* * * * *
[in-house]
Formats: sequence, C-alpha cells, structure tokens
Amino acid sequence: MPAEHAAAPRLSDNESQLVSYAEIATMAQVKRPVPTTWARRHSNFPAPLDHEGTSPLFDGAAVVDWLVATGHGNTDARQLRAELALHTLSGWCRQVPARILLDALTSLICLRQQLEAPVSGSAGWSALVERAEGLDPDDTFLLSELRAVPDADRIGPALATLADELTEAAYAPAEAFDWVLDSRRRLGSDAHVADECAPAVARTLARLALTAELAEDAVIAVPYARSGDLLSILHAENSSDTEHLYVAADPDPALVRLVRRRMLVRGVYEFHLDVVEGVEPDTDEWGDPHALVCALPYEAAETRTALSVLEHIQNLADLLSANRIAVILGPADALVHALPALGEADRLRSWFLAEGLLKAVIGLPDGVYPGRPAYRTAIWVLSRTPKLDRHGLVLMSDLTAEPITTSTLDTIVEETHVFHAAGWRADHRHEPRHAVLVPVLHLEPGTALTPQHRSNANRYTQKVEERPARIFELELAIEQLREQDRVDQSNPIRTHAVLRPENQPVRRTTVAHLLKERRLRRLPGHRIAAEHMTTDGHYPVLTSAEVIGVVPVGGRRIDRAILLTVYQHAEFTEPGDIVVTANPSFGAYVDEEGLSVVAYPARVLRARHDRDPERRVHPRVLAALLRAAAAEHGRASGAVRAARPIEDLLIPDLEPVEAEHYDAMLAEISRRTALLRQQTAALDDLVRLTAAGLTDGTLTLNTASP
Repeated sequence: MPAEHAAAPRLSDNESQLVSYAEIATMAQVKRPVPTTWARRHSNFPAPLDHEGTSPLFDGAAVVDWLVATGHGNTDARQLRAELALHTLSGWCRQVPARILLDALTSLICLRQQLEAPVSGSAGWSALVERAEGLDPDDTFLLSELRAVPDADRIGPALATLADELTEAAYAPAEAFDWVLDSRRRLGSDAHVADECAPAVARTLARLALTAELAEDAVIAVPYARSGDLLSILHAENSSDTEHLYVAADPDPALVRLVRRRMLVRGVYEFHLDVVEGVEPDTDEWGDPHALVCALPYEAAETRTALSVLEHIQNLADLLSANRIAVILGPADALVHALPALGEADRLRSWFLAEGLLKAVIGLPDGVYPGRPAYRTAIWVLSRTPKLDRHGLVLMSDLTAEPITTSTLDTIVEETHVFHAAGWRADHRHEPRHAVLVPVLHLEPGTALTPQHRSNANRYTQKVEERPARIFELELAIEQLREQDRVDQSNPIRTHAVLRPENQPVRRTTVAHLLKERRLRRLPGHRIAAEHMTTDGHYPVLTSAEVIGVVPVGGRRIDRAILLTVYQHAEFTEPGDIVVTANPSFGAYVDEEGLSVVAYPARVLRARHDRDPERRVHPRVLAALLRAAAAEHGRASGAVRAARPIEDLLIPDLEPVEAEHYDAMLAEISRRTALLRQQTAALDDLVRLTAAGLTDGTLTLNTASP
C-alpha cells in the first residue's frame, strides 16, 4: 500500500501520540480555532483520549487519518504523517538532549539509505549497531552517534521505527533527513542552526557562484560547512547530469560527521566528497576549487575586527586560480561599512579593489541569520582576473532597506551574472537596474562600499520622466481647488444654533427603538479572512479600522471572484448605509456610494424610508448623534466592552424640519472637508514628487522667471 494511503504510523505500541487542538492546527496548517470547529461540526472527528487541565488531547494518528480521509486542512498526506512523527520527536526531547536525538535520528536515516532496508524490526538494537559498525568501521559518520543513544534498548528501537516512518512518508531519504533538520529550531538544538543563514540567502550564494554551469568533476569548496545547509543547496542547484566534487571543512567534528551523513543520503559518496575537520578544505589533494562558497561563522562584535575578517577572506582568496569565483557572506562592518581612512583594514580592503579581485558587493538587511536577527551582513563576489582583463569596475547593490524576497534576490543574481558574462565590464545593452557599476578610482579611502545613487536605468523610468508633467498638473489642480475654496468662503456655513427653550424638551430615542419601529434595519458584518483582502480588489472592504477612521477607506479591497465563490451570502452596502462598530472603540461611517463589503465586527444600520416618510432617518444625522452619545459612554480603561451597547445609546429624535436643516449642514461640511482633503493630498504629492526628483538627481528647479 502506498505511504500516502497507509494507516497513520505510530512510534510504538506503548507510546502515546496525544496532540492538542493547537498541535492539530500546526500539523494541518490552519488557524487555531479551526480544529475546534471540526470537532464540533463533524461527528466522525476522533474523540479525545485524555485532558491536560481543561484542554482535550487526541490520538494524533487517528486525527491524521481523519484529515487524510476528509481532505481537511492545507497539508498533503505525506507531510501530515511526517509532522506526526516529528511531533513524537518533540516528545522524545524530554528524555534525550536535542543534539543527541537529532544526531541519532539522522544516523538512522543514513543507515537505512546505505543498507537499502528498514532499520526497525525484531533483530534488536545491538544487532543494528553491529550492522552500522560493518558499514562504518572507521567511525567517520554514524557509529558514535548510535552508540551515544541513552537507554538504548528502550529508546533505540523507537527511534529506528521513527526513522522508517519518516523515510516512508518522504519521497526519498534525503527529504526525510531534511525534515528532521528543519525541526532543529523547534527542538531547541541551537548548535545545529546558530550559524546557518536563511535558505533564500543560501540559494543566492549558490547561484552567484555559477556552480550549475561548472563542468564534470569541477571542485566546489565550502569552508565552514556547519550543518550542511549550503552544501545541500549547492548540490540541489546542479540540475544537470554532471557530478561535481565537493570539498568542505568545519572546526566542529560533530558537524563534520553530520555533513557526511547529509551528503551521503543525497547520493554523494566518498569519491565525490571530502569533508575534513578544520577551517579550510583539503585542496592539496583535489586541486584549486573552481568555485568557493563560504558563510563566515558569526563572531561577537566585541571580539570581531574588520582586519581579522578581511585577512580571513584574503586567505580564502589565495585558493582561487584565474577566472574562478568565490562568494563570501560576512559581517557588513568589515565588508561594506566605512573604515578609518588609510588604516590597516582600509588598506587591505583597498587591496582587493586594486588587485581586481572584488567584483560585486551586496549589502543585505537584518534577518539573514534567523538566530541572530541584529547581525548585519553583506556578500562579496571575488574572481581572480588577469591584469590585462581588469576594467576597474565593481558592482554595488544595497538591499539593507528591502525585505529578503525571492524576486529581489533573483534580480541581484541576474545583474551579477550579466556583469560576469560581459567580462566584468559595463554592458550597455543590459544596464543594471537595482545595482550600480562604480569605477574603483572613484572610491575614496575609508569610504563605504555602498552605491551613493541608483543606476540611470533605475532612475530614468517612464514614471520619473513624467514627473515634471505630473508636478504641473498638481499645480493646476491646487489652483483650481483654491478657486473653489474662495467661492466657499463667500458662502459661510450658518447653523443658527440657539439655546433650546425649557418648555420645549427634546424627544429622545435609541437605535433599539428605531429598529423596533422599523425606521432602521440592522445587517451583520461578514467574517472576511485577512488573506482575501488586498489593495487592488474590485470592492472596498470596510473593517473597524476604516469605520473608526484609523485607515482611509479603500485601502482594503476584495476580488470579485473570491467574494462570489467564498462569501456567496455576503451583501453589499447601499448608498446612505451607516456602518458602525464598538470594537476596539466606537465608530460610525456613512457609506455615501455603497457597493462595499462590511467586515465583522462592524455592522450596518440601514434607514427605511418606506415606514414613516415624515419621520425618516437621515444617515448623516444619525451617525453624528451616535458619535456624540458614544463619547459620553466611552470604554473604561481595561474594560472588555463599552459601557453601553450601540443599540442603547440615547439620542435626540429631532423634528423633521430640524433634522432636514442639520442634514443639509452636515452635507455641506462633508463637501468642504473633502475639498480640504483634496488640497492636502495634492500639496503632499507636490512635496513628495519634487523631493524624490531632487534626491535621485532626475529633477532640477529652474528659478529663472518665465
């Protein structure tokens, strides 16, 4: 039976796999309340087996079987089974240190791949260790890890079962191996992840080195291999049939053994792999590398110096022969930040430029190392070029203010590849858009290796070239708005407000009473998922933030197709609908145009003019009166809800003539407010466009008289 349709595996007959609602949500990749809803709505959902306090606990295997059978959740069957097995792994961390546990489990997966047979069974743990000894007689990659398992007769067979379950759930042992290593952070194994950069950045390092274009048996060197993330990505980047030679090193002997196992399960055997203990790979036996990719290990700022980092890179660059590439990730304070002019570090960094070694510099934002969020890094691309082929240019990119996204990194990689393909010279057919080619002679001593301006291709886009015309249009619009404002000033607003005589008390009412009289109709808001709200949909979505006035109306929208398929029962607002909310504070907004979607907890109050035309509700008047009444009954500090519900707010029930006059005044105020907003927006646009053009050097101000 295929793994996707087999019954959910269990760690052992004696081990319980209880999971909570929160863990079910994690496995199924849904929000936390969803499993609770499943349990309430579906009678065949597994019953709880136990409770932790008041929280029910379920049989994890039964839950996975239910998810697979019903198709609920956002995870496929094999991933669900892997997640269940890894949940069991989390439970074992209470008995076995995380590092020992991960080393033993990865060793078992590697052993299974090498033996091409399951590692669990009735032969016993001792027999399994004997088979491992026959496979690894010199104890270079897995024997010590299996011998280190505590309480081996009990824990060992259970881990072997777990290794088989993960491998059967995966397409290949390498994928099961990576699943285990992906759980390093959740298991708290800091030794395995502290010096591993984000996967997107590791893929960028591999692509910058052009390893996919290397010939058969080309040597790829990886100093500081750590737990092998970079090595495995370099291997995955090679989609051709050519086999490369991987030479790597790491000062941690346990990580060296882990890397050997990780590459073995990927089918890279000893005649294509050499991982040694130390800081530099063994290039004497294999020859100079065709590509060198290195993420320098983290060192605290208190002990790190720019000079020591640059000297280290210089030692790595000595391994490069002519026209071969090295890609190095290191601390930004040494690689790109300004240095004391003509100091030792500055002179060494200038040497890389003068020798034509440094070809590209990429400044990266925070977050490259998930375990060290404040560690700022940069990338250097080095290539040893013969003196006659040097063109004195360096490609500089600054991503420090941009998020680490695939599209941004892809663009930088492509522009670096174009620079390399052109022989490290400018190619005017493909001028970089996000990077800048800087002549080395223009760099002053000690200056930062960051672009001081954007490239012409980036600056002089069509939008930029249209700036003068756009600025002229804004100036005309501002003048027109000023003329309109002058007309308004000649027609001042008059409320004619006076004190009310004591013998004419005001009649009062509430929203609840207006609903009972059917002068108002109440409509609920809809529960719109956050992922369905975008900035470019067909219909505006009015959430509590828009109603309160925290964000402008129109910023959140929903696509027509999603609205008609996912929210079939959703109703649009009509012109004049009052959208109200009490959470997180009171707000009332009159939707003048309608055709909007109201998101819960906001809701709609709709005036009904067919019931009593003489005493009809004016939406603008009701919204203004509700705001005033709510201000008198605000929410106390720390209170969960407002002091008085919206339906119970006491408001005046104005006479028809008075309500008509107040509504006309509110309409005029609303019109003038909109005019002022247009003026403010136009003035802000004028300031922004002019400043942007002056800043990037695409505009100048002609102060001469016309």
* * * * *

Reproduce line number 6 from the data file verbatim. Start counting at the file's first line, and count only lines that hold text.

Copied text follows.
């Protein structure tokens, strides 16, 4: 039976796999309340087996079987089974240190791949260790890890079962191996992840080195291999049939053994792999590398110096022969930040430029190392070029203010590849858009290796070239708005407000009473998922933030197709609908145009003019009166809800003539407010466009008289 349709595996007959609602949500990749809803709505959902306090606990295997059978959740069957097995792994961390546990489990997966047979069974743990000894007689990659398992007769067979379950759930042992290593952070194994950069950045390092274009048996060197993330990505980047030679090193002997196992399960055997203990790979036996990719290990700022980092890179660059590439990730304070002019570090960094070694510099934002969020890094691309082929240019990119996204990194990689393909010279057919080619002679001593301006291709886009015309249009619009404002000033607003005589008390009412009289109709808001709200949909979505006035109306929208398929029962607002909310504070907004979607907890109050035309509700008047009444009954500090519900707010029930006059005044105020907003927006646009053009050097101000 295929793994996707087999019954959910269990760690052992004696081990319980209880999971909570929160863990079910994690496995199924849904929000936390969803499993609770499943349990309430579906009678065949597994019953709880136990409770932790008041929280029910379920049989994890039964839950996975239910998810697979019903198709609920956002995870496929094999991933669900892997997640269940890894949940069991989390439970074992209470008995076995995380590092020992991960080393033993990865060793078992590697052993299974090498033996091409399951590692669990009735032969016993001792027999399994004997088979491992026959496979690894010199104890270079897995024997010590299996011998280190505590309480081996009990824990060992259970881990072997777990290794088989993960491998059967995966397409290949390498994928099961990576699943285990992906759980390093959740298991708290800091030794395995502290010096591993984000996967997107590791893929960028591999692509910058052009390893996919290397010939058969080309040597790829990886100093500081750590737990092998970079090595495995370099291997995955090679989609051709050519086999490369991987030479790597790491000062941690346990990580060296882990890397050997990780590459073995990927089918890279000893005649294509050499991982040694130390800081530099063994290039004497294999020859100079065709590509060198290195993420320098983290060192605290208190002990790190720019000079020591640059000297280290210089030692790595000595391994490069002519026209071969090295890609190095290191601390930004040494690689790109300004240095004391003509100091030792500055002179060494200038040497890389003068020798034509440094070809590209990429400044990266925070977050490259998930375990060290404040560690700022940069990338250097080095290539040893013969003196006659040097063109004195360096490609500089600054991503420090941009998020680490695939599209941004892809663009930088492509522009670096174009620079390399052109022989490290400018190619005017493909001028970089996000990077800048800087002549080395223009760099002053000690200056930062960051672009001081954007490239012409980036600056002089069509939008930029249209700036003068756009600025002229804004100036005309501002003048027109000023003329309109002058007309308004000649027609001042008059409320004619006076004190009310004591013998004419005001009649009062509430929203609840207006609903009972059917002068108002109440409509609920809809529960719109956050992922369905975008900035470019067909219909505006009015959430509590828009109603309160925290964000402008129109910023959140929903696509027509999603609205008609996912929210079939959703109703649009009509012109004049009052959208109200009490959470997180009171707000009332009159939707003048309608055709909007109201998101819960906001809701709609709709005036009904067919019931009593003489005493009809004016939406603008009701919204203004509700705001005033709510201000008198605000929410106390720390209170969960407002002091008085919206339906119970006491408001005046104005006479028809008075309500008509107040509504006309509110309409005029609303019109003038909109005019002022247009003026403010136009003035802000004028300031922004002019400043942007002056800043990037695409505009100048002609102060001469016309």